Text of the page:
Here, the right hand melody can easily be projected with an active wrist which pushes up and forward slightly on most longer melodic note to produce the tone. This motion can be abandoned when softer notes are required. In bars 1, 3 and 5, etc., beats one and three can receive this wrist motion and beats two and four need not have it, thus creating a subtle two-note slur inflection. In bar 2 and 4, etc., the wrist motion can be applied to beats one, two and three, with beat four being allowed to relax somewhat. For the wavelike arpeggios (bars 9, 11, 13 - 16, etc.), the touch will be different. They have a nice pointillistic shimmer when one plays with a slightly off-the-key finger stroke, thus giving a slight 'ping' to the sound. This is especially appropriate at the tops of the arpeggios, where the dynamics are slightly stronger. Bars 10 and 12 can be more muted, played with a weight touch, fingers right on the keys.
The left hand figure which provides both harmony and a suggestive, watery, wavelike undulation, is tricky to play soft enough. Here, the student should keep the fingers close to the keys, trying to avoid lifting the hand or arm, which would produce an inappropriate accent at the start of each 3-note slur. To play as soft as possible, the performer must get used to feeling the weight of the key and responding with no more than a matching weight. This takes real concentration and practice.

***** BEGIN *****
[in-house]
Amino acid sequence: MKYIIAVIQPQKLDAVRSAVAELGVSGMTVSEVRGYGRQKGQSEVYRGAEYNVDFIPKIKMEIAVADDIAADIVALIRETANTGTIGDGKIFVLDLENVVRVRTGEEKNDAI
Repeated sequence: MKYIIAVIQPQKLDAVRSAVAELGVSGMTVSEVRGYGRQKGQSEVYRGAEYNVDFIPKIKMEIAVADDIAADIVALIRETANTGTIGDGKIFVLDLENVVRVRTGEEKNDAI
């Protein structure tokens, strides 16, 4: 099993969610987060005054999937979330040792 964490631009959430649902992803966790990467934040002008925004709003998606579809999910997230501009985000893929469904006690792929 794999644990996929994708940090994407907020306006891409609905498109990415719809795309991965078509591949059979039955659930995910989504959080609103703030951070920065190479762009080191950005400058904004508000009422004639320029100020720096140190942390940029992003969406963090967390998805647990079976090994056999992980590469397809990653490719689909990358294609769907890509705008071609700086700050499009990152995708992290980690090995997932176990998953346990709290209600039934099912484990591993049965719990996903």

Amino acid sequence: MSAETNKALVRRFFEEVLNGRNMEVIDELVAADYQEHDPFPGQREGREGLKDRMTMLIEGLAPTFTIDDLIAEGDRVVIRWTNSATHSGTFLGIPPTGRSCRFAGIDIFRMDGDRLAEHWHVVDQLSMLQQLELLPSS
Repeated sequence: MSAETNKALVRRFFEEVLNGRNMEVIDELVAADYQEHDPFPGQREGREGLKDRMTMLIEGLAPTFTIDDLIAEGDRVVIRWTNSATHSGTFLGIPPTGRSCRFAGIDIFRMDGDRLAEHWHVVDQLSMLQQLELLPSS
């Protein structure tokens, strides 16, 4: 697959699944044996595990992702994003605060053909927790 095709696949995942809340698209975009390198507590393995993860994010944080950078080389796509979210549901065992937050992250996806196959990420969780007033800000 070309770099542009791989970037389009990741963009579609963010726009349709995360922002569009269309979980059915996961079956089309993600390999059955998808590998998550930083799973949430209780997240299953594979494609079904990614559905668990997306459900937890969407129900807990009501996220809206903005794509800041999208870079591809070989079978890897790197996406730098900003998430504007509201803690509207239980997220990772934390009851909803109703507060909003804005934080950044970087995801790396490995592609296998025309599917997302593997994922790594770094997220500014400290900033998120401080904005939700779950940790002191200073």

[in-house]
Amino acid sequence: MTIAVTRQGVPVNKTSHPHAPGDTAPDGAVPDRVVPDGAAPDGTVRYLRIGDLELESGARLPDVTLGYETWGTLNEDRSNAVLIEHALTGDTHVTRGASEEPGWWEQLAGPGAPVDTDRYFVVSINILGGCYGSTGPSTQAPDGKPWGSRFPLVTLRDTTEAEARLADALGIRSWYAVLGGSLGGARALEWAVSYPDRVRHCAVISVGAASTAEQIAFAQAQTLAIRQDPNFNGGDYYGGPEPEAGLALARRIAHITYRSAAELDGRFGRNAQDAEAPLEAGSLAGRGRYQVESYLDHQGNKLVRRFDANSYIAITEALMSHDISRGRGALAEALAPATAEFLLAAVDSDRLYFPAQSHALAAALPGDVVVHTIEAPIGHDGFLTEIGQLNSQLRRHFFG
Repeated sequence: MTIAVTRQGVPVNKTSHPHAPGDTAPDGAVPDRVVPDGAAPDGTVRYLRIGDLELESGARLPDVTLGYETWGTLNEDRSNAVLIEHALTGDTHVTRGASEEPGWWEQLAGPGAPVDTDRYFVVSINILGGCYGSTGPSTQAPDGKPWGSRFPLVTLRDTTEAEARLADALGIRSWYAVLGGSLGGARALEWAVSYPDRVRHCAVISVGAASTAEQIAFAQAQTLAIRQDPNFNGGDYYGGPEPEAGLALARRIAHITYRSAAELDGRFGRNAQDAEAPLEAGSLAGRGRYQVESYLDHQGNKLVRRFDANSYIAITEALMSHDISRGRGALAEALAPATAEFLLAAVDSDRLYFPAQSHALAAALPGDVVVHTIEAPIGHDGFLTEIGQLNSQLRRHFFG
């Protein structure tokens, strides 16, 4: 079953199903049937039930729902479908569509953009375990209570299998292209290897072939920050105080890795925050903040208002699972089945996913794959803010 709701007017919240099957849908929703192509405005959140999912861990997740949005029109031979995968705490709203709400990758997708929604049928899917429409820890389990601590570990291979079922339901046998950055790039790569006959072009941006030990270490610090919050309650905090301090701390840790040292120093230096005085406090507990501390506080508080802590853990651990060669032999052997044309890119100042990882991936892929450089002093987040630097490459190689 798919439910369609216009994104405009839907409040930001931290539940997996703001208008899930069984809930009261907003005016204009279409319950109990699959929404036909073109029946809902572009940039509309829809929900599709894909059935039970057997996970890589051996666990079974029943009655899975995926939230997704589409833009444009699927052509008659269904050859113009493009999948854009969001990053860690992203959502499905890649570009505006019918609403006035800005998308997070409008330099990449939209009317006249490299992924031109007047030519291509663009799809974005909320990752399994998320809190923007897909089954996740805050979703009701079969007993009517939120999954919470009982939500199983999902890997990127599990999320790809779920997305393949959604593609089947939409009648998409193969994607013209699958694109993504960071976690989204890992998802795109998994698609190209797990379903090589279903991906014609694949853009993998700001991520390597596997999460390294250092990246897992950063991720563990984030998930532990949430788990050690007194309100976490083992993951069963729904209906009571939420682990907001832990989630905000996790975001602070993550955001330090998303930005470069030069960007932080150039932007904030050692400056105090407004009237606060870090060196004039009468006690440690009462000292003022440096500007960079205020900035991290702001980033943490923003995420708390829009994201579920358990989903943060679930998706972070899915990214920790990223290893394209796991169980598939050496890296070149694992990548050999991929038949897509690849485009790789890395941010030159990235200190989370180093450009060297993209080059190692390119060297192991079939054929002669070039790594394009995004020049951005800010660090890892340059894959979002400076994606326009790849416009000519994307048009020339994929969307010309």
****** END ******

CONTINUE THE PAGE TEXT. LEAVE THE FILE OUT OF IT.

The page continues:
Second, pedal. The hardest thing here is not deciding where pedal changes should occur, indeed, these are fairly obvious. Instead, the task is complicated due to two factors: the left hand does not play on the beat (a 16th rest takes the place of a note), and, most pedal training coordinates the pedal with the left hand. In this piece, that causes students to want to lift the pedal with the first 16th note of each left hand group, instead of with the on-beat rest, which results in a blurring of harmonies from beat to beat. The solution is to patiently train the student to lift the pedal on the 16th rest and place it down again with the first left hand 16th note of each beat. The downbeat of bar 9 has to be treated the same way, with the pedal coming up on the first 16th of the bar (a tied note) and going down with the 2nd 16th. Bars 9, 11 and 21, will all have only two pedal changes, one on the downbeat and the other on beat four. Bars 13 - 14 can be taken in one pedal as can bars 15 - 16. Bar 23 can also be taken in one pedal. Bar 22 will need a pedal change on beats one, three (again requiring the student to change the pedal on a left hand rest) and four, if the harmony is to be respected. In bar 24, allow the pedal to come up for the rests, to give space between the rolled chords. The rest of the piece will have pedal changes on each beat.